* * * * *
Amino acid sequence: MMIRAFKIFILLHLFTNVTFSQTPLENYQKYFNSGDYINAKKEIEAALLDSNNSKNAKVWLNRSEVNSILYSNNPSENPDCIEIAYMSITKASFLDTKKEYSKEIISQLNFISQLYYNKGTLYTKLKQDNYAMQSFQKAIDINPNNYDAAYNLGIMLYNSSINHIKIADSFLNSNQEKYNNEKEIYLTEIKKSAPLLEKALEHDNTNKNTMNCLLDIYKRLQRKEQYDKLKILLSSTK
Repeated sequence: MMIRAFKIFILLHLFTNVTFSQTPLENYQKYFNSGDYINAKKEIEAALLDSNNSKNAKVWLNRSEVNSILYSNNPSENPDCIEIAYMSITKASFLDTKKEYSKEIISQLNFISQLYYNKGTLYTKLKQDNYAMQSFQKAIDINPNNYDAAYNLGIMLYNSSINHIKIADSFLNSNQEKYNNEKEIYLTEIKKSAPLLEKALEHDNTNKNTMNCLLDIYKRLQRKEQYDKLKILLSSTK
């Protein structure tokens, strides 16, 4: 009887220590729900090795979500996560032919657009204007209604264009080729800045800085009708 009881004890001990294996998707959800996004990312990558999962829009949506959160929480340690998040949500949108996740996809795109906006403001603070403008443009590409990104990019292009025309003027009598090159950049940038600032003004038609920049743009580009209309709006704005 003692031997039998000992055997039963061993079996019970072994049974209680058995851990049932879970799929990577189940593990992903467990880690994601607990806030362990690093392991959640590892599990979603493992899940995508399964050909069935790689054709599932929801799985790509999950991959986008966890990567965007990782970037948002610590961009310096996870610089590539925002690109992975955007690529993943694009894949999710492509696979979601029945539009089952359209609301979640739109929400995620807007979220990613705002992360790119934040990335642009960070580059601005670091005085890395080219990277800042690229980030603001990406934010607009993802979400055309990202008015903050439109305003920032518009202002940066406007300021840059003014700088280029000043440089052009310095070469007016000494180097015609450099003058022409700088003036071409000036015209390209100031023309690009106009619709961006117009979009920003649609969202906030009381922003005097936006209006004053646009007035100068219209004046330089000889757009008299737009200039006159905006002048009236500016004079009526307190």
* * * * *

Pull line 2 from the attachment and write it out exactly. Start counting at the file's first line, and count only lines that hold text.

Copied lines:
Repeated sequence: MMIRAFKIFILLHLFTNVTFSQTPLENYQKYFNSGDYINAKKEIEAALLDSNNSKNAKVWLNRSEVNSILYSNNPSENPDCIEIAYMSITKASFLDTKKEYSKEIISQLNFISQLYYNKGTLYTKLKQDNYAMQSFQKAIDINPNNYDAAYNLGIMLYNSSINHIKIADSFLNSNQEKYNNEKEIYLTEIKKSAPLLEKALEHDNTNKNTMNCLLDIYKRLQRKEQYDKLKILLSSTK